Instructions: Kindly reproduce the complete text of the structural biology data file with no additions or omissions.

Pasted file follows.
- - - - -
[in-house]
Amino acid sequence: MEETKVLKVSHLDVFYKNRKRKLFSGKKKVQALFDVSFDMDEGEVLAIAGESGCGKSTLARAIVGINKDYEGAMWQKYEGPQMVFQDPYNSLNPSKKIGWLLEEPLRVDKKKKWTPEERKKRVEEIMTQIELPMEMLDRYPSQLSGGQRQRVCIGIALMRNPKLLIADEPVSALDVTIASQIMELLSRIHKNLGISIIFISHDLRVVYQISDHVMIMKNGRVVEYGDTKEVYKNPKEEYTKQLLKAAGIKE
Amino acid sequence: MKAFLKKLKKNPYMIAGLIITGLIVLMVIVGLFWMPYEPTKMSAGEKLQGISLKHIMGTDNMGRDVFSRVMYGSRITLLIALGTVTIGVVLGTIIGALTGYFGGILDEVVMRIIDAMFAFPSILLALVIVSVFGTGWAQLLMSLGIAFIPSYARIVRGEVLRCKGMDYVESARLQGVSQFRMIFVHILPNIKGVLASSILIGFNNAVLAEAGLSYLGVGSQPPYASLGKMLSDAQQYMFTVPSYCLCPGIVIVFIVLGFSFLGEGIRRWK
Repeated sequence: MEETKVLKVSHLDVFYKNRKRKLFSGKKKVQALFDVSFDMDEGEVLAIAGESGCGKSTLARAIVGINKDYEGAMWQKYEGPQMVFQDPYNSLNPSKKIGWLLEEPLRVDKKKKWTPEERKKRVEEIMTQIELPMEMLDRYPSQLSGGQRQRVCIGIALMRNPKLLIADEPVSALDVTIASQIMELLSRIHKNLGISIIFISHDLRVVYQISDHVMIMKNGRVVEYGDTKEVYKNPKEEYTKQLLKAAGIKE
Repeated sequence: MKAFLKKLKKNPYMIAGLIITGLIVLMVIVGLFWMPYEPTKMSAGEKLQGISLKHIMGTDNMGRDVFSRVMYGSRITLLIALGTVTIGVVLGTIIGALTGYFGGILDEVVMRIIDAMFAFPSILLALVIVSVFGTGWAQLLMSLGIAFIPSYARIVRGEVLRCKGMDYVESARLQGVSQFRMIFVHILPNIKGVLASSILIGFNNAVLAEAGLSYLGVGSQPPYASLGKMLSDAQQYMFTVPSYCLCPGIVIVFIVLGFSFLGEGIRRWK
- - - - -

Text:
[in-house]
Amino acid sequence: MEETKVLKVSHLDVFYKNRKRKLFSGKKKVQALFDVSFDMDEGEVLAIAGESGCGKSTLARAIVGINKDYEGAMWQKYEGPQMVFQDPYNSLNPSKKIGWLLEEPLRVDKKKKWTPEERKKRVEEIMTQIELPMEMLDRYPSQLSGGQRQRVCIGIALMRNPKLLIADEPVSALDVTIASQIMELLSRIHKNLGISIIFISHDLRVVYQISDHVMIMKNGRVVEYGDTKEVYKNPKEEYTKQLLKAAGIKE
Amino acid sequence: MKAFLKKLKKNPYMIAGLIITGLIVLMVIVGLFWMPYEPTKMSAGEKLQGISLKHIMGTDNMGRDVFSRVMYGSRITLLIALGTVTIGVVLGTIIGALTGYFGGILDEVVMRIIDAMFAFPSILLALVIVSVFGTGWAQLLMSLGIAFIPSYARIVRGEVLRCKGMDYVESARLQGVSQFRMIFVHILPNIKGVLASSILIGFNNAVLAEAGLSYLGVGSQPPYASLGKMLSDAQQYMFTVPSYCLCPGIVIVFIVLGFSFLGEGIRRWK
Repeated sequence: MEETKVLKVSHLDVFYKNRKRKLFSGKKKVQALFDVSFDMDEGEVLAIAGESGCGKSTLARAIVGINKDYEGAMWQKYEGPQMVFQDPYNSLNPSKKIGWLLEEPLRVDKKKKWTPEERKKRVEEIMTQIELPMEMLDRYPSQLSGGQRQRVCIGIALMRNPKLLIADEPVSALDVTIASQIMELLSRIHKNLGISIIFISHDLRVVYQISDHVMIMKNGRVVEYGDTKEVYKNPKEEYTKQLLKAAGIKE
Repeated sequence: MKAFLKKLKKNPYMIAGLIITGLIVLMVIVGLFWMPYEPTKMSAGEKLQGISLKHIMGTDNMGRDVFSRVMYGSRITLLIALGTVTIGVVLGTIIGALTGYFGGILDEVVMRIIDAMFAFPSILLALVIVSVFGTGWAQLLMSLGIAFIPSYARIVRGEVLRCKGMDYVESARLQGVSQFRMIFVHILPNIKGVLASSILIGFNNAVLAEAGLSYLGVGSQPPYASLGKMLSDAQQYMFTVPSYCLCPGIVIVFIVLGFSFLGEGIRRWK